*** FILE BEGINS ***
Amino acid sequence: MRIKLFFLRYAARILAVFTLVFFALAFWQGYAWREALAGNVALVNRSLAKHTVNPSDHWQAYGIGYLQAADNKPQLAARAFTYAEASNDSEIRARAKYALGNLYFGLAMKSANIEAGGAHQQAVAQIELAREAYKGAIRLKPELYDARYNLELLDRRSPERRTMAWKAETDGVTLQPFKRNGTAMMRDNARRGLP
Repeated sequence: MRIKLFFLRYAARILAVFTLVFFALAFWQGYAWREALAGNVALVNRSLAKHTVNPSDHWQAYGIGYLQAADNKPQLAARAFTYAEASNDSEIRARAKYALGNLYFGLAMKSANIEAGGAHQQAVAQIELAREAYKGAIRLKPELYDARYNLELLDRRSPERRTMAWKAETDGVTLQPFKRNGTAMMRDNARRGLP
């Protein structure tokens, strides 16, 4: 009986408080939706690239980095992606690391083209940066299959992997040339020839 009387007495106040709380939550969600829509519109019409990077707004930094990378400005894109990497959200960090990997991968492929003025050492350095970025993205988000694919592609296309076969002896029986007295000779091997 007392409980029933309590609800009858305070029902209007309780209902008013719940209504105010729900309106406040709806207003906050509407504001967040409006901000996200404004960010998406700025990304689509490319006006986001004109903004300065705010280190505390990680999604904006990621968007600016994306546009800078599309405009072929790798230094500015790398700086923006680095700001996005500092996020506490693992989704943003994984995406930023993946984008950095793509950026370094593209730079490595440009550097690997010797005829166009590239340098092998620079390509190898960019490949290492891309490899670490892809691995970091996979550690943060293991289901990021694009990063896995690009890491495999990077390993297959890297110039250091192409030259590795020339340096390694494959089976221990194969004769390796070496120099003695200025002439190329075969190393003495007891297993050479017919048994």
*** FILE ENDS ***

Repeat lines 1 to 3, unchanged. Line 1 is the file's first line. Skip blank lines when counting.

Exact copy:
Amino acid sequence: MRIKLFFLRYAARILAVFTLVFFALAFWQGYAWREALAGNVALVNRSLAKHTVNPSDHWQAYGIGYLQAADNKPQLAARAFTYAEASNDSEIRARAKYALGNLYFGLAMKSANIEAGGAHQQAVAQIELAREAYKGAIRLKPELYDARYNLELLDRRSPERRTMAWKAETDGVTLQPFKRNGTAMMRDNARRGLP
Repeated sequence: MRIKLFFLRYAARILAVFTLVFFALAFWQGYAWREALAGNVALVNRSLAKHTVNPSDHWQAYGIGYLQAADNKPQLAARAFTYAEASNDSEIRARAKYALGNLYFGLAMKSANIEAGGAHQQAVAQIELAREAYKGAIRLKPELYDARYNLELLDRRSPERRTMAWKAETDGVTLQPFKRNGTAMMRDNARRGLP
């Protein structure tokens, strides 16, 4: 009986408080939706690239980095992606690391083209940066299959992997040339020839 009387007495106040709380939550969600829509519109019409990077707004930094990378400005894109990497959200960090990997991968492929003025050492350095970025993205988000694919592609296309076969002896029986007295000779091997 007392409980029933309590609800009858305070029902209007309780209902008013719940209504105010729900309106406040709806207003906050509407504001967040409006901000996200404004960010998406700025990304689509490319006006986001004109903004300065705010280190505390990680999604904006990621968007600016994306546009800078599309405009072929790798230094500015790398700086923006680095700001996005500092996020506490693992989704943003994984995406930023993946984008950095793509950026370094593209730079490595440009550097690997010797005829166009590239340098092998620079390509190898960019490949290492891309490899670490892809691995970091996979550690943060293991289901990021694009990063896995690009890491495999990077390993297959890297110039250091192409030259590795020339340096390694494959089976221990194969004769390796070496120099003695200025002439190329075969190393003495007891297993050479017919048994």